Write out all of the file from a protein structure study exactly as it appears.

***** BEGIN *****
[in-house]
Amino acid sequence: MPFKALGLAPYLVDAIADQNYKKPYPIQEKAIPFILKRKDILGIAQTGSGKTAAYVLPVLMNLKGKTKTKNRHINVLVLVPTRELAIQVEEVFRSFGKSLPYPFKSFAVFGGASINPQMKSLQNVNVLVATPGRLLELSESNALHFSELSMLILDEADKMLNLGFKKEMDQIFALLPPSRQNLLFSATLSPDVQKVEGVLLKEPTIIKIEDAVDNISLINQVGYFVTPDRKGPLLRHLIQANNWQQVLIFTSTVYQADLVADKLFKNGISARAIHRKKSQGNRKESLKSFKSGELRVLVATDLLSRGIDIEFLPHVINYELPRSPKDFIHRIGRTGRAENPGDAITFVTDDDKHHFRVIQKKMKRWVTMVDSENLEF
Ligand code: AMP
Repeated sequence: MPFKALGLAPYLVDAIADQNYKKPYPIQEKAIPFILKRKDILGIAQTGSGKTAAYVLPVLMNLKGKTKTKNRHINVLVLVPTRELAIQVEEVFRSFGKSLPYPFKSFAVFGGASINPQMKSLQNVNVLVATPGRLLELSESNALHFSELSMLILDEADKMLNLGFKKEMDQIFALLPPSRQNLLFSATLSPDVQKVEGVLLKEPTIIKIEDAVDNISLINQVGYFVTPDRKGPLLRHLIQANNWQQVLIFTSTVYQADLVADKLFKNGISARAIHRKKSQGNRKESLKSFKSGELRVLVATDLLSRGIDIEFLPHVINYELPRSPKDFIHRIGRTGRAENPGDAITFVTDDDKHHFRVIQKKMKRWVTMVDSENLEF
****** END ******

[in-house]
Amino acid sequence: MPFKALGLAPYLVDAIADQNYKKPYPIQEKAIPFILKRKDILGIAQTGSGKTAAYVLPVLMNLKGKTKTKNRHINVLVLVPTRELAIQVEEVFRSFGKSLPYPFKSFAVFGGASINPQMKSLQNVNVLVATPGRLLELSESNALHFSELSMLILDEADKMLNLGFKKEMDQIFALLPPSRQNLLFSATLSPDVQKVEGVLLKEPTIIKIEDAVDNISLINQVGYFVTPDRKGPLLRHLIQANNWQQVLIFTSTVYQADLVADKLFKNGISARAIHRKKSQGNRKESLKSFKSGELRVLVATDLLSRGIDIEFLPHVINYELPRSPKDFIHRIGRTGRAENPGDAITFVTDDDKHHFRVIQKKMKRWVTMVDSENLEF
Ligand code: AMP
Repeated sequence: MPFKALGLAPYLVDAIADQNYKKPYPIQEKAIPFILKRKDILGIAQTGSGKTAAYVLPVLMNLKGKTKTKNRHINVLVLVPTRELAIQVEEVFRSFGKSLPYPFKSFAVFGGASINPQMKSLQNVNVLVATPGRLLELSESNALHFSELSMLILDEADKMLNLGFKKEMDQIFALLPPSRQNLLFSATLSPDVQKVEGVLLKEPTIIKIEDAVDNISLINQVGYFVTPDRKGPLLRHLIQANNWQQVLIFTSTVYQADLVADKLFKNGISARAIHRKKSQGNRKESLKSFKSGELRVLVATDLLSRGIDIEFLPHVINYELPRSPKDFIHRIGRTGRAENPGDAITFVTDDDKHHFRVIQKKMKRWVTMVDSENLEF